Tell people what you’re going to name your baby, and they will tell you what they really think. Tell people what you named your baby, and they’re more likely to say, “Oh, how nice,” even if you named him Dwayne.

Similarly, tell people what car you’re planning to buy, and they’ll be forthright with their opinions. Tell them what you’ve already bought, and they’ll be more likely to say, “Oh, how nice,” even if you bought a Outlander.

So we’re going back in time to last Thursday. The automotive universe is littered with options. My choices are limitless. Major life changes have presented our family with new opportunities, but also new challenges. Regardless, it’s time to double the size of our fleet. Read More >

By on May 16, 2017

#HondaFamilyOdyssey

Ripples on a pond. Waves on the ocean. On the surface, they’re innocuous. But make enough waves and you know’ll you’re either doing the right or wrong thing, taking the right or wrong action, getting the right or wrong result.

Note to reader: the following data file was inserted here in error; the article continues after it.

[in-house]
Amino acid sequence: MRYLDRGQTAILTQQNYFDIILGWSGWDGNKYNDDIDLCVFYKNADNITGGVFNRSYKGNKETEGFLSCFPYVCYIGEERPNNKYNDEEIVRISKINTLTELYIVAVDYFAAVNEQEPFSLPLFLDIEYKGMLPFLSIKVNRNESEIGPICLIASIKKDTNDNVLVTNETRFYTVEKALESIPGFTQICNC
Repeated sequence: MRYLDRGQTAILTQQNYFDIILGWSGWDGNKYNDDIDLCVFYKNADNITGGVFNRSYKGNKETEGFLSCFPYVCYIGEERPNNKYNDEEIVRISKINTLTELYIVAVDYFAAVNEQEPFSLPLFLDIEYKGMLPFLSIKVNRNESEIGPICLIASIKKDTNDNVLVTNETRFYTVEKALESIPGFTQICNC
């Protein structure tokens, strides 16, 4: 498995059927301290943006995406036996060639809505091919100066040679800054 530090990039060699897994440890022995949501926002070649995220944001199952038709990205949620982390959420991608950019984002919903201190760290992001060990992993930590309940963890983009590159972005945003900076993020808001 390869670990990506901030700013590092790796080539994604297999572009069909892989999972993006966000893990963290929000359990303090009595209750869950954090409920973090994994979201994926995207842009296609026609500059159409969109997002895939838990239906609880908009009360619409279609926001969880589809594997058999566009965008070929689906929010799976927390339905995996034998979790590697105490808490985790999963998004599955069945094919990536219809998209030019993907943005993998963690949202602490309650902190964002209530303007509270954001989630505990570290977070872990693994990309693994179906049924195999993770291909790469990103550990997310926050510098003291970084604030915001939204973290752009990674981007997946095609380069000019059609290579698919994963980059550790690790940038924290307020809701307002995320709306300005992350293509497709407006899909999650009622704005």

In this particular case, the waves were building in the form of private messages and an email from a public relations representative from an OEM. It read:

From: <OEM PR flack>
To: <Mark Stevenson>
Subject: Seriously?

Honda…

That was it.

Even with only two words, the email was a no-brainer. The flack was talking about the Honda Odyssey launch.

Just weeks before that email, some members of TTAC had an at-length discussion on our participation in the event as TTAC’s invite to the program sat unanswered in my inbox.

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By on May 16, 2017

1999 Nissan Z Concept, Image: Nissan

I fell in love for the first time as a 10-year-old boy in tiny Pella, Iowa. She passed me and I couldn’t take my eyes off of her until she turned the corner and ran away.

That babe was the 1970 Datsun 240Z, and it was driven by one of the coolest cats in town.

Little did I know then that I’d have a hand in bringing the Z back from the dead some 28 years later.